After the USGA saved golf from the sacrilege of anchored putting, it is now fixing its sights on how far world-class athletes are hitting the ball. It’s time I weighed in. Everyone else has…
Everybody has stories about how much father the ball goes now. There’s a 427-yard par 4 that when I played it in high school in the late 60s I would hit a driver and a 3-wood and still be short. Now I get on with a driver and a hybrid iron.
On the GolfWRX forum a guy commented that thirty years ago he was a mini-tour player and a long hitter, but now in his 50s he hits the ball even farther.
Sounds like it’s all ball. But here’s more to it than that.
In those earlier days we played with a balata ball, that spun like crazy. That was great around the green, but off the tee, you don’t know what a banana slice is until you’ve seen a slice with one of those.
The woods, not so much the irons, were much smaller. You had to hit the driver dead center to get anything out of the shot. Off-center hits were not forgiven.
That meant the game was more about control than about power. Our swing was more about controlling the club than letting it rip. So naturally we didn’t hit the ball as far. And I’m sure the balata balls weren’t designed to go as far, either.
What that adds up to is the ball has evolved. Changing the cover of the ball from balata to surlyn, changing the innards from wound rubber to a solid composition, those changes are as natural as going from the feathery to gutta-percha.
And, yes, there’s the addition of big, hollow-bodied drivers in place of tiny laminated maple drivers. They contribute to longer tee shots, too, especially on off-center hits.
With the evolution of the ball comes the evolution of the game. It’s a power game now, certainly on professional tours, and to lesser but still noticeable extent in the recreational game. There’s no going back, and there’s no need to.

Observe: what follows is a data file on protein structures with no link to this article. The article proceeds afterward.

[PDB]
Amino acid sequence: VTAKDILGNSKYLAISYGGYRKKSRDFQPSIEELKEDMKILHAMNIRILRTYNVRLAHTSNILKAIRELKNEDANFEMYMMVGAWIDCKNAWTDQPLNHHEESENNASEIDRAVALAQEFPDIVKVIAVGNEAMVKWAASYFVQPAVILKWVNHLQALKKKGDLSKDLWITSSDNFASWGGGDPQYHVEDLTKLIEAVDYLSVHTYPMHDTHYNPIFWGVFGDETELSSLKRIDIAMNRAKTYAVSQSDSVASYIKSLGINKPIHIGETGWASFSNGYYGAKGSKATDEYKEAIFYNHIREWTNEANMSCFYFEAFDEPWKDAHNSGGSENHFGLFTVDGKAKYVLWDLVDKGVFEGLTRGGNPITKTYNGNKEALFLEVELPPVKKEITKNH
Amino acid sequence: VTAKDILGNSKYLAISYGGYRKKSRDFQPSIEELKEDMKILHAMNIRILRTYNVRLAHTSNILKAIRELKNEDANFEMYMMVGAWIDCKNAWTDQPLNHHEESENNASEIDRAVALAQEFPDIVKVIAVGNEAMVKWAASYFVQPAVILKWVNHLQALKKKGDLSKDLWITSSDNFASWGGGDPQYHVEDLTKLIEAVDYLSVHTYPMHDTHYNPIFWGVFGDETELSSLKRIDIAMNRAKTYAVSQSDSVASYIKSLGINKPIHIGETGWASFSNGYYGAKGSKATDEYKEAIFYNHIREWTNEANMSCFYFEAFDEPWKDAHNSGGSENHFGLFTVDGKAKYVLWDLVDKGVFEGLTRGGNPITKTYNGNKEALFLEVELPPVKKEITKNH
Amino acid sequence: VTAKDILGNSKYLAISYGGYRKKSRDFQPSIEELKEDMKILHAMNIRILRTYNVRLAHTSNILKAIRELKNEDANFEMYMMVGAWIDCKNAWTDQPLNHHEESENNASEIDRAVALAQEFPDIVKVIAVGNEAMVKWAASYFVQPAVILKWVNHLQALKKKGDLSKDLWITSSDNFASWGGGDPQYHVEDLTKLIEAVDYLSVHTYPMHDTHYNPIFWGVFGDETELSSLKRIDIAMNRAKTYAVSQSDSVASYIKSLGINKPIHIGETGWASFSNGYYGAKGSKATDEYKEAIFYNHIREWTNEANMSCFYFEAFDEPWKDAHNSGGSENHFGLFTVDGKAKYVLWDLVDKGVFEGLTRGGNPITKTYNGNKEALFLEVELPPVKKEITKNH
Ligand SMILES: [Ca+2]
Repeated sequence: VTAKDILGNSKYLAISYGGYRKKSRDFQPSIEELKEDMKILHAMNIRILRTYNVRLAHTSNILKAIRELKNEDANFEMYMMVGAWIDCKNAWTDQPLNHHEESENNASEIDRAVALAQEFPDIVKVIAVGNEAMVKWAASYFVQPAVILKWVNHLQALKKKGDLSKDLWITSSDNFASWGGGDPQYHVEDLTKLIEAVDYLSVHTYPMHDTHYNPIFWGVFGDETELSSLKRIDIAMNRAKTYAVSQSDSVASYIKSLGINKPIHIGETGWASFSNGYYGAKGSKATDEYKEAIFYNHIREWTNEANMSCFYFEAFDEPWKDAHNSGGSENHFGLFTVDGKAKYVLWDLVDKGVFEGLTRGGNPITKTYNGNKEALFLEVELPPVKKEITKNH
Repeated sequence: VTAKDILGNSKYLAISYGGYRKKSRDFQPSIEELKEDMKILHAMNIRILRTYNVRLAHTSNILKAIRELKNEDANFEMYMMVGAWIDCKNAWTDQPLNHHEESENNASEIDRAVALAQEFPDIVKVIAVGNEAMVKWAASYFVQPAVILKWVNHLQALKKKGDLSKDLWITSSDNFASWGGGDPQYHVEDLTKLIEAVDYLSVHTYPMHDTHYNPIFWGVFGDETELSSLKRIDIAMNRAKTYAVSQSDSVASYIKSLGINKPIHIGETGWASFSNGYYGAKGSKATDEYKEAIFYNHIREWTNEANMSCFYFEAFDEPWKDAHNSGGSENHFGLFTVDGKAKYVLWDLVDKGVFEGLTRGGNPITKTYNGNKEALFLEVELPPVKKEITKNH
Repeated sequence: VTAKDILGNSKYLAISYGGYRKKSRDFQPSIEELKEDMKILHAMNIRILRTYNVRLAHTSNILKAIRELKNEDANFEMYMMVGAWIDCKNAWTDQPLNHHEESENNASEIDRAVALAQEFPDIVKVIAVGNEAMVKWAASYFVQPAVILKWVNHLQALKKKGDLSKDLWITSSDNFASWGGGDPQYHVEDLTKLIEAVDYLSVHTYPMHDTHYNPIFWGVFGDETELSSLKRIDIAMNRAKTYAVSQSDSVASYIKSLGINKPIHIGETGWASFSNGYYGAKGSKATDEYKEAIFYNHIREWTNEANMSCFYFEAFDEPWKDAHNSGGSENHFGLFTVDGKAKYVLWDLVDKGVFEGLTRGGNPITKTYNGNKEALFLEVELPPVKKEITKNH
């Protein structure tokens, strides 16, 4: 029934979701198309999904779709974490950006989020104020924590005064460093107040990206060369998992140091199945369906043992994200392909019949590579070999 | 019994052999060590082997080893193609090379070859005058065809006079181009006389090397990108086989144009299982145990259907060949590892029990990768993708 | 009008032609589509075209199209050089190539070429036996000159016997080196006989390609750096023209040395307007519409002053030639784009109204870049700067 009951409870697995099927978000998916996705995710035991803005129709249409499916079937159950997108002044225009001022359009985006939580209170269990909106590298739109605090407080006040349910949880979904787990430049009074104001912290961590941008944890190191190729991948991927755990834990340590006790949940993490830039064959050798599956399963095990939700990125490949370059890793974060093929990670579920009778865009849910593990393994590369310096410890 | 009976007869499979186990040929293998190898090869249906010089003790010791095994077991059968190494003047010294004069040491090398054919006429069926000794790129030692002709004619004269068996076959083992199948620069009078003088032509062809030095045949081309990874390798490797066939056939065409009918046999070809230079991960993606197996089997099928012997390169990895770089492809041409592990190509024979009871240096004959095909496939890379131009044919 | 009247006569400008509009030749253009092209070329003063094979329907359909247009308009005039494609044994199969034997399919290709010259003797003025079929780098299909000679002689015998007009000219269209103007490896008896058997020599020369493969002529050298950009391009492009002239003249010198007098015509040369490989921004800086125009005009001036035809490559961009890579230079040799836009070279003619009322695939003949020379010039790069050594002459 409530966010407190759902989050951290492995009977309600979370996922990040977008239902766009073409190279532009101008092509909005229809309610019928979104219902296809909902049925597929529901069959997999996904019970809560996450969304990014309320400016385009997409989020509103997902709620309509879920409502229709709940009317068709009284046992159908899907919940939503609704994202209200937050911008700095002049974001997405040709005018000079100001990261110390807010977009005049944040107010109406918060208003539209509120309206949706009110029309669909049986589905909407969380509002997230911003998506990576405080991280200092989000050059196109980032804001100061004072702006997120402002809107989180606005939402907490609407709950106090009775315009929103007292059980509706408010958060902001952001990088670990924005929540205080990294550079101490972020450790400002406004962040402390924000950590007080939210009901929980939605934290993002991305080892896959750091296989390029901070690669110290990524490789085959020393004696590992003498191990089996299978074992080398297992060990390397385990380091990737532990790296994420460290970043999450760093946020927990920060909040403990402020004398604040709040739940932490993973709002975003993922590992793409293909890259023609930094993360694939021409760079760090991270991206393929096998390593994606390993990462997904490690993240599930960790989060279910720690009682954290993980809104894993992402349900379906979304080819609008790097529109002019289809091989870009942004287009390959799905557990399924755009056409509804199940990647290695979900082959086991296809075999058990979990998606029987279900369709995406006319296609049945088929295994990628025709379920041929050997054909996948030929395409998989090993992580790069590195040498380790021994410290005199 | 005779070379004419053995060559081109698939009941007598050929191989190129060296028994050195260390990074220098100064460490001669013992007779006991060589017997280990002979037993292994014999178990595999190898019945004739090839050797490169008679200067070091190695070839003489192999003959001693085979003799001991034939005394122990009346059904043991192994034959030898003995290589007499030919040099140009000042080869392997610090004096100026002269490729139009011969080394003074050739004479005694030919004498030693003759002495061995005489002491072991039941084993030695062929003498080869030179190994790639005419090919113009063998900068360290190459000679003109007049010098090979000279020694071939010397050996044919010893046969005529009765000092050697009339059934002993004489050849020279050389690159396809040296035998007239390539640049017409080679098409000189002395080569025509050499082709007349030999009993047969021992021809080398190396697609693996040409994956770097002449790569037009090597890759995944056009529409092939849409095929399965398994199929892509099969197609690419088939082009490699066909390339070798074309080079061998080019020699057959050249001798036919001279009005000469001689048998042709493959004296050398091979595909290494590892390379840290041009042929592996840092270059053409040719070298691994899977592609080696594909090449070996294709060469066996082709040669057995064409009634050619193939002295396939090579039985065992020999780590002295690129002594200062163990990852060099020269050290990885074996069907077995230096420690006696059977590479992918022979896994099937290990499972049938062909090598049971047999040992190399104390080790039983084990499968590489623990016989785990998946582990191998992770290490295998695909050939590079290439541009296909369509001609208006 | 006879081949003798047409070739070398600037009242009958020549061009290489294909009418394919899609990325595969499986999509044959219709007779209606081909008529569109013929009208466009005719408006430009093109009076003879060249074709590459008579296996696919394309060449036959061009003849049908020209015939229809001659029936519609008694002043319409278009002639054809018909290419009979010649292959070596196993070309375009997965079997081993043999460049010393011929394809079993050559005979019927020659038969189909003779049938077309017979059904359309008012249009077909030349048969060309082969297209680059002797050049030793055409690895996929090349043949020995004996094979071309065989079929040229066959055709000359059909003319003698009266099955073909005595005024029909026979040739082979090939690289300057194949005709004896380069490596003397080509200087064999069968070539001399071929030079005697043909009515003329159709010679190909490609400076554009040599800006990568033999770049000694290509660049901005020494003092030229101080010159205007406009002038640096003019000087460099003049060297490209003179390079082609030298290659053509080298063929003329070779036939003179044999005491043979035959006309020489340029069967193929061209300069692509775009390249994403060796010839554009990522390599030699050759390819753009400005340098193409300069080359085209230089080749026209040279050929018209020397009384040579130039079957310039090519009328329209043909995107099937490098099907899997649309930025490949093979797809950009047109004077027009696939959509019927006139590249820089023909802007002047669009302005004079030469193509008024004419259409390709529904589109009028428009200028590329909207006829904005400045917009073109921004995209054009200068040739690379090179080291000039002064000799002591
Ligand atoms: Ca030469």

There seem to be three problems with distance floating in the air. The first is that golf has become a drive and wedge game. Yes, it has, but mainly on the professional tours. That will never be a problem for me, even if I move up to the forward tees.
The second problem is that old courses are becoming obsolete. Merion (East) had to be tricked up beyond belief to make it a challenging venue for the U.S. Open in 2013. The Old Course at St. Andrews is perhaps two more Opens away from having to retire from the Open rotation. Augusta had to buy land from an adjoining course to lengthen the 13th hole, a formerly formidable hole that is now one of the easiest.
The third problem isn’t getting much attention from the powers that saved the game by banning anchored putting. If distance is a problem, it’s a problem only for the people who run professional tours. It’s not a problem at all for the 25M recreational golfers who will be tested the their limit at Merion or the Old Course or on the 13th at Augusta.
I still use all my irons, not to mention long hybrids, to hit into the collection of par 4s on any course I play. If the powers that be want to return the professional game to that state, either build longer golf courses, or don’t, and just get used to the new game.
There has to be a balance achieved between what the best players can do and the courses on which they display those skills. Right now, the players have jumped ahead, maybe too far ahead. It’s time for the courses to catch up.
This is a lot like the delicate competition between predator and prey in nature. There is a fine balance. If the predator is too fast, then all the prey will get eaten and the predator will die out, too. If the prey is too fast, the predator will starve, and so will the prey when it over-consumes its food source.
Distance is here to stay. Either we accept it and adapt, or start doing stupid things. And the powers that be have demonstrated clear talent for the latter.
I’ll finish with this quote from Judy Rankin in her My Turn interview:
“The debate about drivers hitting the ball too far doesn’t apply to women at all. In fact, it doesn’t apply to most men. Let’s say there are 25 million golfers in America and 25 million elsewhere in the world. Of the 50 million golfers on the planet, excessive distance is an issue for maybe a thousand of them.”